In light of the current environment, with high inflation and uncertain future conditions, it is very important that the city is conservative in making this decision. Because of the strong demand and large number of projects in 2022, it is expected than even if no further development were to occur for 5 years, the funds collected in 2022 would be adequate to fund the construction of the planned system.
You can see the financial review and the questioning I offered to ensure proceeding is a responsible decision here:
The Challenges and Setbacks
Open Space Preservation:
The city council rejected an approach I advanced in 2021 to incentivize open space preservation in new developments. Council members Schultz, Verenkamp and Bottema argued that developers were likely to advance plans that met the standards for open space but were otherwise undesirable. I argued that without this kind of code change, we will continue to see lower quality developments that fail to preserve the woods, prairie, and other natural resources that are removed when residential development occurs. They determined that the city should try to implement requirements through negotiating for them as part of the existing PUD process instead of putting the necessary incentives into the city code. One stated reason to reject was that this approach would remove control from the council.
Council has never been good at controlling development and keeping it aligned with the values of preserving natural features and a rural feel, and I am deeply skeptical of this or any council being able to achieve its goals through negotiation with developers. If we continue with this approach, we will see progressively smaller lots, higher density development, and less preservation of natural resources, making Corcoran look just like our developed neighbors to the east. Developers will continue to get higher density across their whole projects without the need to set aside and maintain natural space for future generations.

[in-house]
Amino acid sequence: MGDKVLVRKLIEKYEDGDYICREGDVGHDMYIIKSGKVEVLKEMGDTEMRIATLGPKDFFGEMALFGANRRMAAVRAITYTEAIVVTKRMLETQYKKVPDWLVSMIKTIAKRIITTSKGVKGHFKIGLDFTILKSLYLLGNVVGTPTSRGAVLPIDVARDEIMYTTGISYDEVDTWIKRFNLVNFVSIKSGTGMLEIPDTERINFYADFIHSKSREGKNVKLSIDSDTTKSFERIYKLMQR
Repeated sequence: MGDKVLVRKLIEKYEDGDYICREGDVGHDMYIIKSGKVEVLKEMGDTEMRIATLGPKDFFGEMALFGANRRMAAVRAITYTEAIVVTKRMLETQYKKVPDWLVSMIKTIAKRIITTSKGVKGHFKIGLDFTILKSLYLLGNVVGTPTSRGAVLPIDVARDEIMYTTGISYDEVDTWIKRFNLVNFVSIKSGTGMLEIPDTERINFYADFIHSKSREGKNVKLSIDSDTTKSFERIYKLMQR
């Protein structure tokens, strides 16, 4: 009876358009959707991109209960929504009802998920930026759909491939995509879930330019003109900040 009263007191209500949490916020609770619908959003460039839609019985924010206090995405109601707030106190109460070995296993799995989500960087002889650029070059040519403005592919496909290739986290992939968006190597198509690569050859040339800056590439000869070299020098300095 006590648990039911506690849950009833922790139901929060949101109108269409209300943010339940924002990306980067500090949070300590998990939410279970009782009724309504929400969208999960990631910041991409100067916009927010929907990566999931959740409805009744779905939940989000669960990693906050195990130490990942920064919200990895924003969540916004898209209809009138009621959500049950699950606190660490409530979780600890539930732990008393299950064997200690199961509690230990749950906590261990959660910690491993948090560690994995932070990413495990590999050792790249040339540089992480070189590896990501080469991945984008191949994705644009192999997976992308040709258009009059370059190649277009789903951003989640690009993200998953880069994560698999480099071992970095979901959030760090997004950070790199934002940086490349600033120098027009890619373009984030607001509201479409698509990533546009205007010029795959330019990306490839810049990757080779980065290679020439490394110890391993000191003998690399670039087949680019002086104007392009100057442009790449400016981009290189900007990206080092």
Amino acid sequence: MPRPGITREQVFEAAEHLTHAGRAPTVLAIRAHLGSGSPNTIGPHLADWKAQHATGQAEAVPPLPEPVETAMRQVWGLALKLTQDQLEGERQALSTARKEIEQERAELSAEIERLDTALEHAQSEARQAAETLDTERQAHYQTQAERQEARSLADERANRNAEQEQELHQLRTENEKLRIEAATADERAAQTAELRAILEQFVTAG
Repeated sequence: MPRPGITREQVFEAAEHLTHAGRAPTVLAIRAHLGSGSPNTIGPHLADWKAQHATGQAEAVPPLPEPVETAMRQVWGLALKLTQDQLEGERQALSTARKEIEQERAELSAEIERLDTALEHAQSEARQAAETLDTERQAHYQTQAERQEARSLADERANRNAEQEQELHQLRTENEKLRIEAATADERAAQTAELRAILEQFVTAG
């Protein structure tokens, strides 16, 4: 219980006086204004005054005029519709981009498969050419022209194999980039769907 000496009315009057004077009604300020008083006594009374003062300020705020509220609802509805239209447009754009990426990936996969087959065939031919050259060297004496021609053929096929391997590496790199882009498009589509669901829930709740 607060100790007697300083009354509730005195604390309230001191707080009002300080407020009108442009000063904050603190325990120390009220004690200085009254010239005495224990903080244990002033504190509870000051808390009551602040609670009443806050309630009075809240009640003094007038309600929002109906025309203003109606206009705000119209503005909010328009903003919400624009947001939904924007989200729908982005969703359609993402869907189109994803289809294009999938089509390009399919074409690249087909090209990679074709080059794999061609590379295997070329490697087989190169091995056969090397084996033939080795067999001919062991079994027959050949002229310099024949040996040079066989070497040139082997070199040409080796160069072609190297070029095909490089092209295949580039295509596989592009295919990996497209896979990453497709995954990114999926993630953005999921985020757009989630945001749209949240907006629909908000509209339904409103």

The Conservation Subdivision Ordinance’s optional approach to conservation has now been rejected, so the next approach would be to place requirements into code. Controls on development need to be put into code if they are to be consistently followed.
Knowing how important it is for residents to see the city preserve natural character, I will continue to press for code changes to ensure that development preserves open space as a key goal, and ideally as a requirement, for residential development.
2. Lack of Strong Negotiation by Council
Council was ineffective in negotiating for high quality open space in its first opportunity on June 9th, when councilors Schultz, Vehrenkamp and Bottema voted to approve a development that was 65% townhomes in an area not zoned for townhomes while receiving almost no benefit to the city at all.
In other developments in the city where townhomes were permitted, they were less than 25% of the units built and the city received things like preservation of 30 acres of woodland, the planting of a new urban forest, and major trail construction to help the city build out a trail network to allow people to access these natural features.
This was an unprecedented and unwise giveaway and is likely to encourage even more townhome development in low density areas in the future.
Here is a video of the heart of the discussion for anyone who would like to see it.
To remove the risk of capitulation by this or future councils, the city code needs to be updated to give the council a better negotiating position and to add requirements consistent with the vision for preserving natural character and undeveloped spaces in the city.